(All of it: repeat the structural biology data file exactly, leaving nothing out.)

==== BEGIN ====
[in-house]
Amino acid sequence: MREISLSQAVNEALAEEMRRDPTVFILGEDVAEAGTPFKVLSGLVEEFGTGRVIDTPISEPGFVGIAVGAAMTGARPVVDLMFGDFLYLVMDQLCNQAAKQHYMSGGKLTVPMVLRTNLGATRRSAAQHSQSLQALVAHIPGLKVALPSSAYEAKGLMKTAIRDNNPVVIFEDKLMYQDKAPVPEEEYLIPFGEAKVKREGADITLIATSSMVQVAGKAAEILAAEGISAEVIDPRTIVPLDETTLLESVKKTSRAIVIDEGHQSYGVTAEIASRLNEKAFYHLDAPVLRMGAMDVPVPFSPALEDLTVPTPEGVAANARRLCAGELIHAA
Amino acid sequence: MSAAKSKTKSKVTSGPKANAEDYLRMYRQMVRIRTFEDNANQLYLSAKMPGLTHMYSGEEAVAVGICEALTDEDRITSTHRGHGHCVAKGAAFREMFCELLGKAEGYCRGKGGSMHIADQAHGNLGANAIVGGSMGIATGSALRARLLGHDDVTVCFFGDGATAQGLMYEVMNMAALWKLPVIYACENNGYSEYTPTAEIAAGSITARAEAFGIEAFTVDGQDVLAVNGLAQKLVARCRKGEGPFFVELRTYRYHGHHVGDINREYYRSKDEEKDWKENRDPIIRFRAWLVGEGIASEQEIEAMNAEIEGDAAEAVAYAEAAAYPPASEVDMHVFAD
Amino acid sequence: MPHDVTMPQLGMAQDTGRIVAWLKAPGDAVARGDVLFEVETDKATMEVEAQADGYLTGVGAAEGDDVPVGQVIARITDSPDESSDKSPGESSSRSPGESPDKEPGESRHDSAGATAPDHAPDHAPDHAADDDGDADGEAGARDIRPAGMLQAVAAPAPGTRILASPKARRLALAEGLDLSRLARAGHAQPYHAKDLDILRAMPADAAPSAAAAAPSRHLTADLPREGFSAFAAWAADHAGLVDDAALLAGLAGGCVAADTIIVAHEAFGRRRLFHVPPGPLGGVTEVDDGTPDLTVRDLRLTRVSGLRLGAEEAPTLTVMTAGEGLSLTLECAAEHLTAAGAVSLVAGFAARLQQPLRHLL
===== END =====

[in-house]
Amino acid sequence: MREISLSQAVNEALAEEMRRDPTVFILGEDVAEAGTPFKVLSGLVEEFGTGRVIDTPISEPGFVGIAVGAAMTGARPVVDLMFGDFLYLVMDQLCNQAAKQHYMSGGKLTVPMVLRTNLGATRRSAAQHSQSLQALVAHIPGLKVALPSSAYEAKGLMKTAIRDNNPVVIFEDKLMYQDKAPVPEEEYLIPFGEAKVKREGADITLIATSSMVQVAGKAAEILAAEGISAEVIDPRTIVPLDETTLLESVKKTSRAIVIDEGHQSYGVTAEIASRLNEKAFYHLDAPVLRMGAMDVPVPFSPALEDLTVPTPEGVAANARRLCAGELIHAA
Amino acid sequence: MSAAKSKTKSKVTSGPKANAEDYLRMYRQMVRIRTFEDNANQLYLSAKMPGLTHMYSGEEAVAVGICEALTDEDRITSTHRGHGHCVAKGAAFREMFCELLGKAEGYCRGKGGSMHIADQAHGNLGANAIVGGSMGIATGSALRARLLGHDDVTVCFFGDGATAQGLMYEVMNMAALWKLPVIYACENNGYSEYTPTAEIAAGSITARAEAFGIEAFTVDGQDVLAVNGLAQKLVARCRKGEGPFFVELRTYRYHGHHVGDINREYYRSKDEEKDWKENRDPIIRFRAWLVGEGIASEQEIEAMNAEIEGDAAEAVAYAEAAAYPPASEVDMHVFAD
Amino acid sequence: MPHDVTMPQLGMAQDTGRIVAWLKAPGDAVARGDVLFEVETDKATMEVEAQADGYLTGVGAAEGDDVPVGQVIARITDSPDESSDKSPGESSSRSPGESPDKEPGESRHDSAGATAPDHAPDHAPDHAADDDGDADGEAGARDIRPAGMLQAVAAPAPGTRILASPKARRLALAEGLDLSRLARAGHAQPYHAKDLDILRAMPADAAPSAAAAAPSRHLTADLPREGFSAFAAWAADHAGLVDDAALLAGLAGGCVAADTIIVAHEAFGRRRLFHVPPGPLGGVTEVDDGTPDLTVRDLRLTRVSGLRLGAEEAPTLTVMTAGEGLSLTLECAAEHLTAAGAVSLVAGFAARLQQPLRHLL